Venezuela’s Maduro Says Default Fears Are The Work Of Foreign Media

Venezuela may have won a seat on the UN Security Council, but President Nicolas Maduro doesn’t have much else to be happy about these days. The Venezuelan leader lashed out at news agency Reuters this week for what he said was a “campaign to destroy Venezuela.”

Maduro, speaking during a government council meeting Wednesday, said Reuters and other international news agencies were deliberately stoking fears of a Venezuelan default on its debt. “What is Reuters looking for?” he asked, according to local reports. “Do you believe that a news agency like Reuters can find the good in Venezuela?”

He then denounced the agency, saying its reports were alarmist and damaging. “How far will some grimy minds take their evil?” he asked.  

Reports of Venezuela’s financial troubles have proliferated in recent weeks as falling oil prices threaten to exacerbate an already frail economic situation. But Maduro has thrown sharp words at academics and reporters who said the economy may be in dire straits. Last month, he slammed Harvard economist and former Venezuelan minister of planning Ricardo Hausmann, who co-wrote an opinion piece suggesting Venezuela should consider defaulting on its external debt. Maduro took to live television to call Hausmann a “financial hit man” and “outlaw” who wanted to destabilize Venezuela’s economy.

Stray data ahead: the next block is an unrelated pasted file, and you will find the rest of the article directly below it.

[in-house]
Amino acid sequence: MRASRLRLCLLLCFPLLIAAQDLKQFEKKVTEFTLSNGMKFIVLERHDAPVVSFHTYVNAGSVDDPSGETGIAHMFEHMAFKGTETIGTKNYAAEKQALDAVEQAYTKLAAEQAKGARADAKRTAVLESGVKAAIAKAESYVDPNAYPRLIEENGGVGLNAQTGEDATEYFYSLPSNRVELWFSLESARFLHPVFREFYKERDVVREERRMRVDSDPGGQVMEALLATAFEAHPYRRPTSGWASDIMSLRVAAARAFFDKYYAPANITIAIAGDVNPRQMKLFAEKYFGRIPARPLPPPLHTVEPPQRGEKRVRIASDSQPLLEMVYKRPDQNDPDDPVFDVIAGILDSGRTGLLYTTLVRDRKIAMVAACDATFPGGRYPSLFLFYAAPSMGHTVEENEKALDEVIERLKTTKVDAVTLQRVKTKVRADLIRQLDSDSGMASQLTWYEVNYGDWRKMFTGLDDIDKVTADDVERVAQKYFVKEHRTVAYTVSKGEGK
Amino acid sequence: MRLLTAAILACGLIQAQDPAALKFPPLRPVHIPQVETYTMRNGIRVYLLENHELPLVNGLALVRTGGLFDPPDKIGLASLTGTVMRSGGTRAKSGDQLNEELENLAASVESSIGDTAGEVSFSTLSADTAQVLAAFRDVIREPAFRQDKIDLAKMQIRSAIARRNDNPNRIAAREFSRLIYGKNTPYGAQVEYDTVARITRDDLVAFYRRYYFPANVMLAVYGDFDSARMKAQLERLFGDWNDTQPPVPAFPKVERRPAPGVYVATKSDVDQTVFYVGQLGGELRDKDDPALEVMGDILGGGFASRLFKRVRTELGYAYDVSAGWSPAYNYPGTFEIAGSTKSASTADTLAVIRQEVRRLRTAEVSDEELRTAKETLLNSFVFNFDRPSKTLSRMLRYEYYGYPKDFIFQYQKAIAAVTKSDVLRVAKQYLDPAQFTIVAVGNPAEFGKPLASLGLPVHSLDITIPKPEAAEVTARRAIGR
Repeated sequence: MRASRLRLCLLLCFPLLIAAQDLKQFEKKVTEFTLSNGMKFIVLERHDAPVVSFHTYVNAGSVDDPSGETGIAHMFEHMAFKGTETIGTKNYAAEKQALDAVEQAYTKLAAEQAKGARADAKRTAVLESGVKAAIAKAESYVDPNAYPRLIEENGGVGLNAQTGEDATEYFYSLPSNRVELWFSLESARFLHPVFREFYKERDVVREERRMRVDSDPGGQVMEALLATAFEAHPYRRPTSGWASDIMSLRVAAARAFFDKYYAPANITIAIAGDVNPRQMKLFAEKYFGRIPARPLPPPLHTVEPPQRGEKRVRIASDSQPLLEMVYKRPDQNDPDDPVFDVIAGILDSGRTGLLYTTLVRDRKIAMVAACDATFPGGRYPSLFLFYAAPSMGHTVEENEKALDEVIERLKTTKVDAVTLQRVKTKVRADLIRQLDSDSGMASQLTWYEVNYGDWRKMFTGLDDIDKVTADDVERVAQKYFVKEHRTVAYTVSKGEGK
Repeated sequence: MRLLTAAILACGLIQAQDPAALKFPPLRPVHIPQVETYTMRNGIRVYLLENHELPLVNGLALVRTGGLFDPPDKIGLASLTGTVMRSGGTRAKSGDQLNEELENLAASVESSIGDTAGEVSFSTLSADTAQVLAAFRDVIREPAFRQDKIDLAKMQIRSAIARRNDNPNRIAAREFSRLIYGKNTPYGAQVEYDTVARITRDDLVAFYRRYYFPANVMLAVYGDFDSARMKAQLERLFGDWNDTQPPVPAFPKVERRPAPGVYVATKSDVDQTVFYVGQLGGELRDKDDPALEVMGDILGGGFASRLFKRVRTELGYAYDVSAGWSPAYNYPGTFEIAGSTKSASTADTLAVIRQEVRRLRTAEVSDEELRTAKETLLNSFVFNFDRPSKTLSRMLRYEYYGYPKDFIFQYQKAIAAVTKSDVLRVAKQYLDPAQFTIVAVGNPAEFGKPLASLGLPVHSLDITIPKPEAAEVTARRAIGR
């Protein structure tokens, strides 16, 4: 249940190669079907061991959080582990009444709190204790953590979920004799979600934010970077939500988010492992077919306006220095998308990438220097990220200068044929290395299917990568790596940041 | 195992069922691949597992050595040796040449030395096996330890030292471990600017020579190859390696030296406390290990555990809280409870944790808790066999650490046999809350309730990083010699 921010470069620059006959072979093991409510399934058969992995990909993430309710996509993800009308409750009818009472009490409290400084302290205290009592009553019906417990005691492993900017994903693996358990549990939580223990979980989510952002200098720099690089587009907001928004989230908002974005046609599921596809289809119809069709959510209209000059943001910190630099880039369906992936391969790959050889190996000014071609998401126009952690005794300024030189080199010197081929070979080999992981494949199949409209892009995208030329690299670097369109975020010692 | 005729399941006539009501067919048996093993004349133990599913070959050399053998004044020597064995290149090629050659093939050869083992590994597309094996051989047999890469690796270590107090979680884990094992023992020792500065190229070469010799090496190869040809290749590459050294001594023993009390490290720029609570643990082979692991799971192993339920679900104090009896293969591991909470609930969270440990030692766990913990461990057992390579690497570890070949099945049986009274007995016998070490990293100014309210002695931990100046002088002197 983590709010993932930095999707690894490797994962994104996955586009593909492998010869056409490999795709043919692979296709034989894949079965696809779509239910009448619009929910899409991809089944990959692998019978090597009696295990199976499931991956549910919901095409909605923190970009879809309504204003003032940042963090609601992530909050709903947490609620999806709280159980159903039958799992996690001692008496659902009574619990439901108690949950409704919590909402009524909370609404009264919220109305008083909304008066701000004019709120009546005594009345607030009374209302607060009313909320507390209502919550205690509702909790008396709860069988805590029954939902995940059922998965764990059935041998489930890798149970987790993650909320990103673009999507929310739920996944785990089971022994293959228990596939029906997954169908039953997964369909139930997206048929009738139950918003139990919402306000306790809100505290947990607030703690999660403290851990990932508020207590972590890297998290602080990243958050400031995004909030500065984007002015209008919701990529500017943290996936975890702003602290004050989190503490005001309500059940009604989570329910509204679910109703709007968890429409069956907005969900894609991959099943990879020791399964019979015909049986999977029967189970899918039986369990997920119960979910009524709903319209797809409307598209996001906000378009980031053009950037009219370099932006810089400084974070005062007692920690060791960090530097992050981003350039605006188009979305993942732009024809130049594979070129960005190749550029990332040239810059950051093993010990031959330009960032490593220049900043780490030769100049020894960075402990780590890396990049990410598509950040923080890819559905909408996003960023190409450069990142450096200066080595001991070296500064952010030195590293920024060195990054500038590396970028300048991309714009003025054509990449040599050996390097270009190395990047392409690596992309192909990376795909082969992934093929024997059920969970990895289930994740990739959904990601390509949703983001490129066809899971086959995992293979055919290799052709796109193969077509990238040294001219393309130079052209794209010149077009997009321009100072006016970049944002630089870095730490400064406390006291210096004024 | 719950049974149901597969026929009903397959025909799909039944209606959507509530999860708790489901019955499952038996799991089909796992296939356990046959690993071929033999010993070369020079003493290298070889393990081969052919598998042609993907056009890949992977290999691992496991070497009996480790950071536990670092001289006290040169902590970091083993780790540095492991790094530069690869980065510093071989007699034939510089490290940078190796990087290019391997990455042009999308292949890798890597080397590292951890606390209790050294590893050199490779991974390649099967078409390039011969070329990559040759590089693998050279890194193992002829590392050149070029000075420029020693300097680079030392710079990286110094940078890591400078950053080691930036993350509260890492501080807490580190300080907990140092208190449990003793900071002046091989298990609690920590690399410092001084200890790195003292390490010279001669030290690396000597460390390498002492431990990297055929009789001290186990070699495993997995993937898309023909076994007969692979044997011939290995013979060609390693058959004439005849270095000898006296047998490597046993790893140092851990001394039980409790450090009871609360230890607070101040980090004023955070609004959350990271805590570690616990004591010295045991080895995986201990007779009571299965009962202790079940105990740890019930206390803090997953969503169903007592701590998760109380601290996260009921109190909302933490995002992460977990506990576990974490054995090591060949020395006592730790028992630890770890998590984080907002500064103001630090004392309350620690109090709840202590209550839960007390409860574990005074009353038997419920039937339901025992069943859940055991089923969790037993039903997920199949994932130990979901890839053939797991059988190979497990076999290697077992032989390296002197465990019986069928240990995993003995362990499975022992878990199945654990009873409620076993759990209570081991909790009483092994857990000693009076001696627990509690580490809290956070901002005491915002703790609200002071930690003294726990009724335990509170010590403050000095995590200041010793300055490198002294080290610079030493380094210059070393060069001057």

Maduro assured the public on Wednesday that Venezuela had its economy and external debt situation under control. “Venezuela has the economic and financial capacity, resources, strategic policy and the supreme will to continue its course and meet international financial commitments,” he said.

Meanwhile, the president’s approval ratings have fallen to 30.2 percent in September, down from 35.4 percent in July, according to polling firm datanalisis. The survey also reported that 81.6 percent of Venezuela’s population viewed the country’s economic situation negatively. 

Billy Hallowell

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